There's a europhile meme going round that if we left the EU, other countries like America wouldn't want to have trade talks with us. That's actually true. All of their top experts and diplomats are tied into TTIP. They are not going to suddenly drop everything because we ask for new talks. We will have to join the queue. The question is, does it matter? I don't think it does.
The reason being that the existence of tariffs doesn't actually stop us trading, it just makes trade expensive. But all the smart players have worked out that the main overheads are technical and physical barriers to trade. This can be anything from divergent labelling standards to lack of refrigerated storage in ports. So rather than having talks with nations we can talk to multinationals. A major country like Britain has huge leverage in its own right. We are the fifth largest economy. We can use tax breaks or even foreign aid to remove physical barriers to trade.
As to technical barriers, regulatory issue, there is actually no need to enter into protracted bilateral talks between nations. We can use multilateral forums at the global level to address very specific issues pertaining to specific sectors and products. For once we would have direct access.
We can identify where we have commonality and offer mutual recognition agreements. Where there is divergence we can offer assistance grants to help partner nations get up to standard, opening up new markets.
This is all part of the regular horse trading that goes on in global forums almost every week of the year. It can be the IMO, UNECE or the WTO or even more obscure ones that specialise in telecoms or web standards. All of this goes on above the EU and the EU is trailing in its wake. The EU merely adopts the regulations and standards made at the global level. In that regard the traditional "trade deal" over tariffs is neither here nor there.
Just one agreement to recognise qualifications or inspections in another country as being equal to that of our own means we can eliminate the need for port inspections. (Bad example since that is already the case under TIR) but it's just an example. Even one multilateral agreement of that nature can wipe out massive overheads.
Being free of the EU means we can choose our own topics for debate rather than adding them to the bottom of the EU pile. Many small increments can lead to massive improvements meaning that even with tariffs remaining in place, we still have a competitive advantage over the EU.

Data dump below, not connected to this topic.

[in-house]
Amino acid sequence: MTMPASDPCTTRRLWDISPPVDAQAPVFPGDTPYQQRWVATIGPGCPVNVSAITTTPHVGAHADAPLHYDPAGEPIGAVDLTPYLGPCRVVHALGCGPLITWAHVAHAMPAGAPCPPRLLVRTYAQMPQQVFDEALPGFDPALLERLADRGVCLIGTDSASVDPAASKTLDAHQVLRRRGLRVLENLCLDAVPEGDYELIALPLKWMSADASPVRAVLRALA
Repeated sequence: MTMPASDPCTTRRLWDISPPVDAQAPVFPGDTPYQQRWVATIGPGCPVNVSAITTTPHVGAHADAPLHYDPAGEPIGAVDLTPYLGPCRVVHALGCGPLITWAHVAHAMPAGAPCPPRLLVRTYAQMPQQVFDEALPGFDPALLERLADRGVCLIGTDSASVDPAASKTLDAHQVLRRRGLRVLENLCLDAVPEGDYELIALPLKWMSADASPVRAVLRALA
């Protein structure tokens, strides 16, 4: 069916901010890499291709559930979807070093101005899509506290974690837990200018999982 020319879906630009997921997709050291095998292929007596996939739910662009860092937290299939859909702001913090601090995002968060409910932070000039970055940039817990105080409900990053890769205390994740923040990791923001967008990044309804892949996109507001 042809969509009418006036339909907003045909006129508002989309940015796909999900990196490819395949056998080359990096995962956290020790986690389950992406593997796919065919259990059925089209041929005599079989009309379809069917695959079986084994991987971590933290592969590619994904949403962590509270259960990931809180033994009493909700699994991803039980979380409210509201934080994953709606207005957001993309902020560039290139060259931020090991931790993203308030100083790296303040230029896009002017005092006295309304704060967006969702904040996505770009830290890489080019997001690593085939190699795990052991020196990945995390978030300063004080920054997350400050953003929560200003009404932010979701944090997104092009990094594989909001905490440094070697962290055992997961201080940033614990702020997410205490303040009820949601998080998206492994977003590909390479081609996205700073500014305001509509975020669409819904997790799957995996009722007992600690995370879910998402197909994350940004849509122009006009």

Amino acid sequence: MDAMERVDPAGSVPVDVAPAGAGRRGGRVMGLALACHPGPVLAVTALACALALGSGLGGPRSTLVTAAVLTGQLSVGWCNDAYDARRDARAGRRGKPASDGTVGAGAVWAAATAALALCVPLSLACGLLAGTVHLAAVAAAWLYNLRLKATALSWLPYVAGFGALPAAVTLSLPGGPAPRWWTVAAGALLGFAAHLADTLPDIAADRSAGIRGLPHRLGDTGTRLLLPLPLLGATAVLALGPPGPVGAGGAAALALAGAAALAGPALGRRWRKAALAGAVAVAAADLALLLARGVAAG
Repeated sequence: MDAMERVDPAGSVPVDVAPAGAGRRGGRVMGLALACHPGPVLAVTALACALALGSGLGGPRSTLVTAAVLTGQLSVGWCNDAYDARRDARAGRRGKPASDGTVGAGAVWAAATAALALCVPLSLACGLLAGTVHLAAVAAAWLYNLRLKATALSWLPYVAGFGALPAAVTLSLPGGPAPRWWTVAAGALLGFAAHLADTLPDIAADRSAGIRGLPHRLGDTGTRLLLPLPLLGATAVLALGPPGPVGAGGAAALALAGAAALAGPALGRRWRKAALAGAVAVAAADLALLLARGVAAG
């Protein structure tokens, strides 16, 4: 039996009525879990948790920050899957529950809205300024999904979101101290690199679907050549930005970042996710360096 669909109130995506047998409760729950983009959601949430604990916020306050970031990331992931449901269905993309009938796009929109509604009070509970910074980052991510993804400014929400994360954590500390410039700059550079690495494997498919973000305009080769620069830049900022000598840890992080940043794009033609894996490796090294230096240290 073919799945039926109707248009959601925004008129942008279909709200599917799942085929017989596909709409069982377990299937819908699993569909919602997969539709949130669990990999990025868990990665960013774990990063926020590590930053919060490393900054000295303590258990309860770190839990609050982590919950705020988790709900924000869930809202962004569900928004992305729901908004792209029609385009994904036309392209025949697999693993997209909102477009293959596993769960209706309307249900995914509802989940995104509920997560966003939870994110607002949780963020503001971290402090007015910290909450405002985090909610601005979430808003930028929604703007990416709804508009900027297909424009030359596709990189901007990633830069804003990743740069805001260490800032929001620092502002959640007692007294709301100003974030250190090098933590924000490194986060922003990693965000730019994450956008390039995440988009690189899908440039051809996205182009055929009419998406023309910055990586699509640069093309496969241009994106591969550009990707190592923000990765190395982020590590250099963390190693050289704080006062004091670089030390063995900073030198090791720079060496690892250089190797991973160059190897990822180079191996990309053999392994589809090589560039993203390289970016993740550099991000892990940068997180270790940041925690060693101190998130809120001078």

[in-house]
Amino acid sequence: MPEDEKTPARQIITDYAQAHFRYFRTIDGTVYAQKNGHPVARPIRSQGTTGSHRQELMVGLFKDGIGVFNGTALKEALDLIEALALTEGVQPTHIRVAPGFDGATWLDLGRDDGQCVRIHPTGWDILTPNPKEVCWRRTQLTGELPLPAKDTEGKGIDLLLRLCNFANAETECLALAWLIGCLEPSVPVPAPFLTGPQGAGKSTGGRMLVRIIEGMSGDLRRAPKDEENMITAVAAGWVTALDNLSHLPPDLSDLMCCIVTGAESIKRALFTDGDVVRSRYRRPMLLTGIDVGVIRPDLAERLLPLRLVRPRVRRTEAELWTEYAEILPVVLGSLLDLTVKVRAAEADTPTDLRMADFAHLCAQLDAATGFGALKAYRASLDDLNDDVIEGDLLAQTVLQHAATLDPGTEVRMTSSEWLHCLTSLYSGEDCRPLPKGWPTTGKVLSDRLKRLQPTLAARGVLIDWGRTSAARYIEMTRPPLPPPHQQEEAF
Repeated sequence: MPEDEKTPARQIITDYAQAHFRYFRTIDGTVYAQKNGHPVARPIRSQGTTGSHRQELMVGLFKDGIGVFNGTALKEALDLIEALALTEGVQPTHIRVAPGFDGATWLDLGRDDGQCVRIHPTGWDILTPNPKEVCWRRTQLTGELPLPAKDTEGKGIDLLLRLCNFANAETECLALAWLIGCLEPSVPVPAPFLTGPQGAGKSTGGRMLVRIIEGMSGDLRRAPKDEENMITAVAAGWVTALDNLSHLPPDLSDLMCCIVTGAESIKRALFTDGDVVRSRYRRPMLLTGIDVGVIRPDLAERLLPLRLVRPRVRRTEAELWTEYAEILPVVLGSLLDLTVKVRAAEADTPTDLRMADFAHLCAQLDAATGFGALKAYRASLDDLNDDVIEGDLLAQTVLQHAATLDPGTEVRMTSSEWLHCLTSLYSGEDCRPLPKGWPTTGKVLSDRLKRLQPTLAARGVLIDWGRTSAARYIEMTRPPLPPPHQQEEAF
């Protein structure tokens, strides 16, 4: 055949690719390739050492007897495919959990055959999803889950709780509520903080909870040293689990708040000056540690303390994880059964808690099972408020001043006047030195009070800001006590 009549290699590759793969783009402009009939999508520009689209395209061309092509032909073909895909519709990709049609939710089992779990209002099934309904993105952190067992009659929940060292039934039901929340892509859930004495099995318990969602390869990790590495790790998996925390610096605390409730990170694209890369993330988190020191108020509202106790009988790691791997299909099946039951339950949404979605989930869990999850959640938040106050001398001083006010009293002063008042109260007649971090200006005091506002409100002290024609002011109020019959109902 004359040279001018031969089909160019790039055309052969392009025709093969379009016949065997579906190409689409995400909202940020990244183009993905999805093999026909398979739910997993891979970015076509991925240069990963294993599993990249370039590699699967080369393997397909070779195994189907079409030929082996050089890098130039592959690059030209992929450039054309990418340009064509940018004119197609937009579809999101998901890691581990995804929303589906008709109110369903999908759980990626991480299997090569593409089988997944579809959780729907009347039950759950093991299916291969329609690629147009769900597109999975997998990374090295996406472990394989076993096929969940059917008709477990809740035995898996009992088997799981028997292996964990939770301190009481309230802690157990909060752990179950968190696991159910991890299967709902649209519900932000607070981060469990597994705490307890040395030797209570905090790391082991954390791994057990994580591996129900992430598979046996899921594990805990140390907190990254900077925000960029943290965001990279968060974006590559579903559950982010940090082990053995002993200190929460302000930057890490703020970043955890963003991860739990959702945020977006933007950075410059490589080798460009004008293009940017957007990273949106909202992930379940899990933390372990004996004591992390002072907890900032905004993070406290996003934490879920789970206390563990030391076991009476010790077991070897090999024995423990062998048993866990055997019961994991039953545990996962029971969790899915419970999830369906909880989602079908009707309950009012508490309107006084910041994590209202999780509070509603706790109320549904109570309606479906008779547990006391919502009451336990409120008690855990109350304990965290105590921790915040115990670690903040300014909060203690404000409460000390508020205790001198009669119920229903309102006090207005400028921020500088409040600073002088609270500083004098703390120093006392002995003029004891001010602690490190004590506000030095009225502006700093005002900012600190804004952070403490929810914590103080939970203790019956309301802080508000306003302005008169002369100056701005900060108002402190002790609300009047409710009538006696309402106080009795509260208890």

And this is the whole point of leaving. Using a combined trade and aid policy and our new found ability to join ad hoc trade alliances gives us hitherto unknown agility on the global stage.
More to the point, it's mutual recognition agreements between global and regional regulators we need to be wary of. I have serious concerns about UNECE looking to absorb or merge with far eastern operators who may well have competent standards but largely corrupt testing. Automotive standards especially. As members of the EU, we are forced to adopt the common EU position. What if we don't want cheap and shoddy Chinese safety products that haven't been tested? Where is our right of opt out?
There are legions of economists lining up to tell us that we would lose 3% of GDP if we left the EU - but they're not being honest. That's only if we leave the single market, which we won't. And if it did, they are always looking in the minus column. They never look at the potential of Brexit and what newly found global agility could bring.
This is because they believe the baloney about other countries not wanting to do "trade deals" with us. That's because economists are glorified accountants and most of them are oblivious to things like technical standards and mutual recognition agreements because most of them have never had a real job. The whole debate is mired by an obsession with tariffs. We are having the exact same debate we had in 1975. These people are dinosaurs and the world has moved on. So must we.